Maker Unknown (Bohemian School) [possibly the Harrach Factory, Neuwelt, Czech Republic)
Plate, bowl or undertray, before 1789
blown, cut and engraved colourless glass
overall: 3 × 23.5 × 23.5 cm
Gift of Angela Huntjens and Dr. Johannes Huntjens, 2015 (2015.49)
New Brunswick Museum Collection
It is extremely rare for 18th century glass objects to have survived in New Brunswick. It is even more extraordinary for a table service piece, other than a drinking vessel, to have survived with its provenance intact. A plate from the Colonel Richard Hewlett family donated to the New Brunswick Museum in December 2015 by Angela Huntjens and Dr. Johannes Huntjens is a major addition to the NBM’s collection of Loyalist-era glassware used in the province.
This plate, bowl or undertray is most likely of Bohemian origin. A commentary on this object provided by Ian Simmonds of Carlisle, Pennsylvania, who specializes in the history and interpretation of early American glass, suggested that the piece may be attributable to the Harrach Factory in Neuwelt, Czech Republic. His review indicated that an existing pattern book from the factory shows similar approaches to shape, form and design.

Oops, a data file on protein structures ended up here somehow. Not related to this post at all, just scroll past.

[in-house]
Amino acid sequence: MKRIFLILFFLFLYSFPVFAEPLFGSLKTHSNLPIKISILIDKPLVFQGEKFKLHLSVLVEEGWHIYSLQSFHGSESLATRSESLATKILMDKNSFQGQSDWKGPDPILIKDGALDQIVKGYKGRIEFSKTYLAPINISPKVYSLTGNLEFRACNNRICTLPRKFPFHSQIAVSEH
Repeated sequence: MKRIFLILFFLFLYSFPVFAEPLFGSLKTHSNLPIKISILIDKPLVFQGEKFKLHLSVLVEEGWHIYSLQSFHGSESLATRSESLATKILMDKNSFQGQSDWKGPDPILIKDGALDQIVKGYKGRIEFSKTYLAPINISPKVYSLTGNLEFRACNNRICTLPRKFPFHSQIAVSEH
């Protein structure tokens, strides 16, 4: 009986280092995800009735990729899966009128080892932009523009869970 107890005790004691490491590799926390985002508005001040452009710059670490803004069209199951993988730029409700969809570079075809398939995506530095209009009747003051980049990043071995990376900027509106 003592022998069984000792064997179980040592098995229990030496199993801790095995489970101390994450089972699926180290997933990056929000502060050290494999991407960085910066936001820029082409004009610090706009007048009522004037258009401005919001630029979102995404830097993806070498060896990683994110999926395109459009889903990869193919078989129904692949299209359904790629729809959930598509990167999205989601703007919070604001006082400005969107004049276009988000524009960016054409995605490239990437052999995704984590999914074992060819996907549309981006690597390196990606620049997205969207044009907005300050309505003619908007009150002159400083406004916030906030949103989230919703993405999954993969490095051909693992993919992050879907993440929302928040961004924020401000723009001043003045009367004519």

The original owner, Colonel Richard Hewlett, fought in the American Revolutionary War as a Loyalist and settled his family in the Parish of Hampstead (present day Queenstown) after the conflict. This piece remained in the Hewlett family until about 1906 when it was presented by two descendants as a wedding gift to the local Anglican rector and his wife.
The NBM currently houses half a dozen drinking glasses from the late 18th century and one decanter box containing glasses and bottles – all of which appear to have United Empire Loyalist provenance. This tray certainly expands the representation of late 18th century luxury wares cherished by those immigrants who came to the province in the years after the American Revolutionary War.
This item also has potential for additional research relating to trading patterns between central Europe and North America in the 18th century. It is also an excellent comparative example for understanding a variety of glass decorating processes and techniques.
Provenance: Colonel Richard Hewlett (1729-1789) and his wife, Mary Townsend (1734-1819); to their son, Joseph Hewlett (1772-1821) and his wife, Clarissa Winslow (1770-1861); to their son, Captain Thomas Townsend Hewlett (1793-1878) and his wife, Ann Horsfield Sloan (1795-1870); to their daughters, Mary E. Hewlett (1827-1916) and Eliza Winslow Hewlett (1834-1912) until about 1906; a wedding gift to Reverend Canon Mansel Shewen (1876-1951) and his wife , Edith Olivia Bishop; given to Ada Ruth Flemming Thompson (born 1906); to her daughter, Angela Thompson Huntjens and her husband, Dr. Johannes Huntjens.